And the text's strong as well, with a surprising amount covered in a mere 45 pages of narrative. Oxford medievalist and linguist Julia Creswell points out some of the peculiarly British traits of our dragons – they're less interested in guarding gold compared to their Continental cousins. UK dragons are also keener on stealing milk than devouring damsels, as well as statistically less likely to meet their end through the deeds of noble knights, and more likely to be dispatched by guile at the hands of cunning commoners.

There's also a mention of what was probably Britain's last dragon hunt, in the North Wales county of Denbighshire as late as 1812. What put the locals into such a sudden panic appears to have been the misidentification of an impossibly exotic-looking new arrival into the valleys - the pheasant!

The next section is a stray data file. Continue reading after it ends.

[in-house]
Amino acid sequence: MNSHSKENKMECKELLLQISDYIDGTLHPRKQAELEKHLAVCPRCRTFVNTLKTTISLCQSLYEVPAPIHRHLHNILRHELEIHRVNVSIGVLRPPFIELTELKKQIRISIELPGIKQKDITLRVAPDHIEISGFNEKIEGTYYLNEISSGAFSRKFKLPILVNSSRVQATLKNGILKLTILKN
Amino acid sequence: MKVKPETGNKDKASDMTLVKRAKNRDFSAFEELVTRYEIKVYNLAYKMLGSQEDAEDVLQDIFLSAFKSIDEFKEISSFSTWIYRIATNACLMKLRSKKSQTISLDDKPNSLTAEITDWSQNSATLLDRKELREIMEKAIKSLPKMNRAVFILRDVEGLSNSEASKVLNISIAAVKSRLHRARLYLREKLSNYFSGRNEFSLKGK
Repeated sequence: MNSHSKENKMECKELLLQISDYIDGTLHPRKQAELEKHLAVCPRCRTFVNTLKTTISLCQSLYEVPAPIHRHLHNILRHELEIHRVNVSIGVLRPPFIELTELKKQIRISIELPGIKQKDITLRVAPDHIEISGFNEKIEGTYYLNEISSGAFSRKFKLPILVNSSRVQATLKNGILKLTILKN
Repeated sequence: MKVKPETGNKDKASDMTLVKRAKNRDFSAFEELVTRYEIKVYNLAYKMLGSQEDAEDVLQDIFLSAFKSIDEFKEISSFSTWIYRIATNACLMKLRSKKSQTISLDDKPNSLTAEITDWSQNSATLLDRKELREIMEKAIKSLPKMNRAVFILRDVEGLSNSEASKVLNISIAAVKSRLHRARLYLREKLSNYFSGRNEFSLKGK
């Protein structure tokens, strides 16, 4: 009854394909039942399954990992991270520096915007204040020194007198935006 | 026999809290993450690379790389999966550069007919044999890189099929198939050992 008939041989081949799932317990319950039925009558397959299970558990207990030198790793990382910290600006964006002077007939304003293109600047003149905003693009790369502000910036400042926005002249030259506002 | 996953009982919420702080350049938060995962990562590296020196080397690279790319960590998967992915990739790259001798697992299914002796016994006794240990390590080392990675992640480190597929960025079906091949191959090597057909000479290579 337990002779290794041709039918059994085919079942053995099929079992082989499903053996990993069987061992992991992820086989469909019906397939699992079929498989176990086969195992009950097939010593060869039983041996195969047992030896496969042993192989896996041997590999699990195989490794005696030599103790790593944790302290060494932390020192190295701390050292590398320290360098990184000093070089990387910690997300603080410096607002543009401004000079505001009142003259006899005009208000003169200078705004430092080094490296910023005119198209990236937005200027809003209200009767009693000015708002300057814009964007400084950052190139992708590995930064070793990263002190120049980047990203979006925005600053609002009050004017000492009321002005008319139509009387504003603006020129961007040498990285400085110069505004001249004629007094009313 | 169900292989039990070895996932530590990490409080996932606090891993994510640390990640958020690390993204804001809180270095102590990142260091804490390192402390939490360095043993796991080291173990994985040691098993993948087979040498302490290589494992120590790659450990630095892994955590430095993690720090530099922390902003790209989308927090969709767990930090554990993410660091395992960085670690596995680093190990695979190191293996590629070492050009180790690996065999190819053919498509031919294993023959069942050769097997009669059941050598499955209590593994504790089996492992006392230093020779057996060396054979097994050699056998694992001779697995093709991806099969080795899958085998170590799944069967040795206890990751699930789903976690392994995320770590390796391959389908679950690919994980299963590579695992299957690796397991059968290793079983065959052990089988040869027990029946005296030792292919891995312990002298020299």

Another national characteristic is the "British love for creating comic rather than frightening monsters." It seems we British deal with our really terrifying monsters by turning them into children's cartoon characters or soft toy versions of themselves. "Nessie," it turns out, is an old Scottish pet name for Agnes.

It's a fine introduction to the beasts of British folklore – as well as some very modern British cryptozoological phenomena – making it the perfect small gift both for seasoned forteans and not-yet-enthusiasts alike.



© Matt Salusbury

Monday, 14 October 2013

There Be Beasts - report on London Cryptozoology Club's first conference - April 2013

Locals in a village in Burma with Richard Thorns's pink-headed duck lure. Photo: copyright Richard Thorns used with permission